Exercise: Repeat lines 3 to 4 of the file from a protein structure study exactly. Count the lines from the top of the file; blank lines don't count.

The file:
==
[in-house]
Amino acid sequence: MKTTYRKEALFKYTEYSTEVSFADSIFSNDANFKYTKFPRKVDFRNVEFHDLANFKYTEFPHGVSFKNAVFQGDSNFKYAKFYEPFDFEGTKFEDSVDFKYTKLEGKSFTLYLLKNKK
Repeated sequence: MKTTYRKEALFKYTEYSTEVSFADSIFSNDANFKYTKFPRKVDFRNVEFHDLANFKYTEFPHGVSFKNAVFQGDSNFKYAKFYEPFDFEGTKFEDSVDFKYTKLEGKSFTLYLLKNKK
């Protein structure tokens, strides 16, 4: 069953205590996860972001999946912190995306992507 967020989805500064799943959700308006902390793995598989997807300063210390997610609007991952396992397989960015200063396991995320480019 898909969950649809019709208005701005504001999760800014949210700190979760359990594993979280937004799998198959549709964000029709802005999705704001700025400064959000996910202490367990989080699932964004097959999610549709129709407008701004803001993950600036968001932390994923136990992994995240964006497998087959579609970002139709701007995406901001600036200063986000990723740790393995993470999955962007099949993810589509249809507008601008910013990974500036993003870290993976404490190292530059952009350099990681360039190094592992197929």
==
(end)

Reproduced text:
Repeated sequence: MKTTYRKEALFKYTEYSTEVSFADSIFSNDANFKYTKFPRKVDFRNVEFHDLANFKYTEFPHGVSFKNAVFQGDSNFKYAKFYEPFDFEGTKFEDSVDFKYTKLEGKSFTLYLLKNKK
């Protein structure tokens, strides 16, 4: 069953205590996860972001999946912190995306992507 967020989805500064799943959700308006902390793995598989997807300063210390997610609007991952396992397989960015200063396991995320480019 898909969950649809019709208005701005504001999760800014949210700190979760359990594993979280937004799998198959549709964000029709802005999705704001700025400064959000996910202490367990989080699932964004097959999610549709129709407008701004803001993950600036968001932390994923136990992994995240964006497998087959579609970002139709701007995406901001600036200063986000990723740790393995993470999955962007099949993810589509249809507008601008910013990974500036993003870290993976404490190292530059952009350099990681360039190094592992197929």